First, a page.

Well-crafted yet clichéd, “Come Play” is a horror movie that begs you to play a scene-by-scene game: can you name each film it’s copying? While it’s a credit to director Jacob Chase that he doesn’t bore you employing inherent haunts, “Come Play” still comes across as a monster movie Mad Libs.
“Come Play’s” familiarity begins early when we meet Oliver (Azhy Robertson), an autistic boy (with a striking resemblance to “The Shining’s” Danny Lloyd) who communicates with the aid of a mobile device with an app like Speak and Say. Charging the device one night, Oliver sees an e- book appear entitled ‘Misunderstood Monsters.’ The story of the book centers on Larry- a grotesque, tall, skeletal monster looking for a friend. As you read the story, each page brings Larry closer to entering our world from his dimension until you’ve inadvertently used the device as a portal for Larry’s arrival. How do you know he’s around? The lights around you begin to flicker and blow out as Larry sucks their energy.
Others soon begin to know of Larry’s existence. When Oliver’s mother Sarah (Gillian Jacobs) begins to replace the light bulbs Larry blew out from his previous presence, she leaves the room and reenters to see each light has been reinstalled complete with the shades being placed back on the lamps- oh that Larry.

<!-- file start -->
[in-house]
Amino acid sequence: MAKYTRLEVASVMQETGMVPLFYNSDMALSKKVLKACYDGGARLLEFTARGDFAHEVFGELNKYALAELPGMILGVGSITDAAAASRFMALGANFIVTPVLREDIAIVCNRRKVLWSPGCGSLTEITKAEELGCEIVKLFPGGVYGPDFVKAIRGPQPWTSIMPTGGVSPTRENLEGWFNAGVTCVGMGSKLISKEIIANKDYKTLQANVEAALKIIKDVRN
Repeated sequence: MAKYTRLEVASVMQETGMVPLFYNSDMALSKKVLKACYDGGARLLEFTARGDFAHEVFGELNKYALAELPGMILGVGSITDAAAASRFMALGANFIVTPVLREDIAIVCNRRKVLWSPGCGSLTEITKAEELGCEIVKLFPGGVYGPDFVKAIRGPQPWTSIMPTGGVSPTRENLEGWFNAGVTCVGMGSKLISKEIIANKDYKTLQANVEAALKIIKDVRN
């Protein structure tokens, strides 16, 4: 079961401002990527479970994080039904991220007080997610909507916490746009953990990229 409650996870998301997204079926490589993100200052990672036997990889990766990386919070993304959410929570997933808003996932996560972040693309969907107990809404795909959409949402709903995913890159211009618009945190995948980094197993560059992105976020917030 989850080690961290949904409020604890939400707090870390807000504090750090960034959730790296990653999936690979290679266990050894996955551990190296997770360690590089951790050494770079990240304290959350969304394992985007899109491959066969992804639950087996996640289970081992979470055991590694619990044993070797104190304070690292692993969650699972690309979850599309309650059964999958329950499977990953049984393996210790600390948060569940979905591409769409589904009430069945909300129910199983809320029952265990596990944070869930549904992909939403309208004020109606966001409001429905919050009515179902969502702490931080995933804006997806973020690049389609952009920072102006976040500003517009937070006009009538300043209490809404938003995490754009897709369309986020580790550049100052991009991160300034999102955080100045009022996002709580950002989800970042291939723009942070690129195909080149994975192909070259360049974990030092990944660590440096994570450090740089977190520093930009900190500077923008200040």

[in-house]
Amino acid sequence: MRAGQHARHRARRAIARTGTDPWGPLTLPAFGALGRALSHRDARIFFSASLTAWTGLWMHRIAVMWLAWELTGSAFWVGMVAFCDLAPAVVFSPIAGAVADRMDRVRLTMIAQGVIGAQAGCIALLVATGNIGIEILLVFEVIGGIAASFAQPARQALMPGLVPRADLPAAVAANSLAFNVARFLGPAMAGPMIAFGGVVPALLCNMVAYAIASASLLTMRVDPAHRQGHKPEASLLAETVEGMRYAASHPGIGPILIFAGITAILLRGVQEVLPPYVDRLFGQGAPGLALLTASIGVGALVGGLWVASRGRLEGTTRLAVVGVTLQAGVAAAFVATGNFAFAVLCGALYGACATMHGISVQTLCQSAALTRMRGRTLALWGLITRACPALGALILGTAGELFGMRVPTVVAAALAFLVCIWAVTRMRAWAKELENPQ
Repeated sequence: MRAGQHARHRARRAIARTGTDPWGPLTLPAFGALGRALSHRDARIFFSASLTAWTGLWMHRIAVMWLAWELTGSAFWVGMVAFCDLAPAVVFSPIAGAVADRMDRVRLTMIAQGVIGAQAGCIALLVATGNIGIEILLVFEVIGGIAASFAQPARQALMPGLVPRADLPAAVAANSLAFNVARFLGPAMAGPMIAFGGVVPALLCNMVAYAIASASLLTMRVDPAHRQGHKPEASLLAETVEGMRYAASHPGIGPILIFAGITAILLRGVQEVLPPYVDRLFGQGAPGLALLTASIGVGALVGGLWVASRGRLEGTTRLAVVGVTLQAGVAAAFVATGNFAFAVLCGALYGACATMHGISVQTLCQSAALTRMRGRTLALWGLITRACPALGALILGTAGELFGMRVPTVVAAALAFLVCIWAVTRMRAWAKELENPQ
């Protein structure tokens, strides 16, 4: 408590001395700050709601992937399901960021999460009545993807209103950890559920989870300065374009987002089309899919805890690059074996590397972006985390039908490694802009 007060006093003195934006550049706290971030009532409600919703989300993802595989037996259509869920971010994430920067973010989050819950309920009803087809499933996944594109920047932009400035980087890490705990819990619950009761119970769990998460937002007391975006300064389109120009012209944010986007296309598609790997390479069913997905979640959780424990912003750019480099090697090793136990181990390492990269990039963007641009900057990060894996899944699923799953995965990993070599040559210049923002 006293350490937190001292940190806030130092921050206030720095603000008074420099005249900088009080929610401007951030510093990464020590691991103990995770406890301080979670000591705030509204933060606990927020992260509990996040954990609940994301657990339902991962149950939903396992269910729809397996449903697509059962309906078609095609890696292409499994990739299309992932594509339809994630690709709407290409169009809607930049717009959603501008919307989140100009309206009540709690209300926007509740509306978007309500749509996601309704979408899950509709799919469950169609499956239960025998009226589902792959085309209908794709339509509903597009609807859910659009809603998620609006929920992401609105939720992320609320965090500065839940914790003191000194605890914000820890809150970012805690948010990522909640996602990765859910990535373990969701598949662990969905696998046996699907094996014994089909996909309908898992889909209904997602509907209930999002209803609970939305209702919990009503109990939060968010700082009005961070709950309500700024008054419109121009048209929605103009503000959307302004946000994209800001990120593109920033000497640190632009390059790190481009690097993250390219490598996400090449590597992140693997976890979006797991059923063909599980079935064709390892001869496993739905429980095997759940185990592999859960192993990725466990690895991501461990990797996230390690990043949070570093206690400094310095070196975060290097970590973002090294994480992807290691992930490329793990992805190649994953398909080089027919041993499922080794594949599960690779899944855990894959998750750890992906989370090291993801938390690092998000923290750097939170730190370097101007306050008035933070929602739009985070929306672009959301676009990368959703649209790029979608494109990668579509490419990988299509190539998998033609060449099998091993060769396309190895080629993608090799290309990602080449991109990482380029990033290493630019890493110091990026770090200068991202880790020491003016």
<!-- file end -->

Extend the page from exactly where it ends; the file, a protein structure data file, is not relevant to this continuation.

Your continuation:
Having monsters pop out of books like “The Babadook” or seeing objects in a room reassembled (like the kitchen chairs) in “Poltergeist” only begin to serve as examples of films Chase copies to make his 2017 short film into a feature. Yet even with scenes seemingly transplanted from movies like “Lights Out,” “The Invisible Man,” and “Candyman, it’s tough to bash “Come Play” (how many times have we seen a vampire movie where the born-again bloodsucker is brought back into action by seeing a modern girl who looks like his former love?). Even so, the movie offers little more than a slick shuffle of scary stereotypes. Complete with lapses in reason, jump scares, and characters lingering too long in the dark looking for something they’ll regret finding, “Come Play” isn’t anything we haven’t seen before. It’s a standard scare, comfortable in its horror movie genre conventions, that’s not overtly stupid in how it uses familiar frights.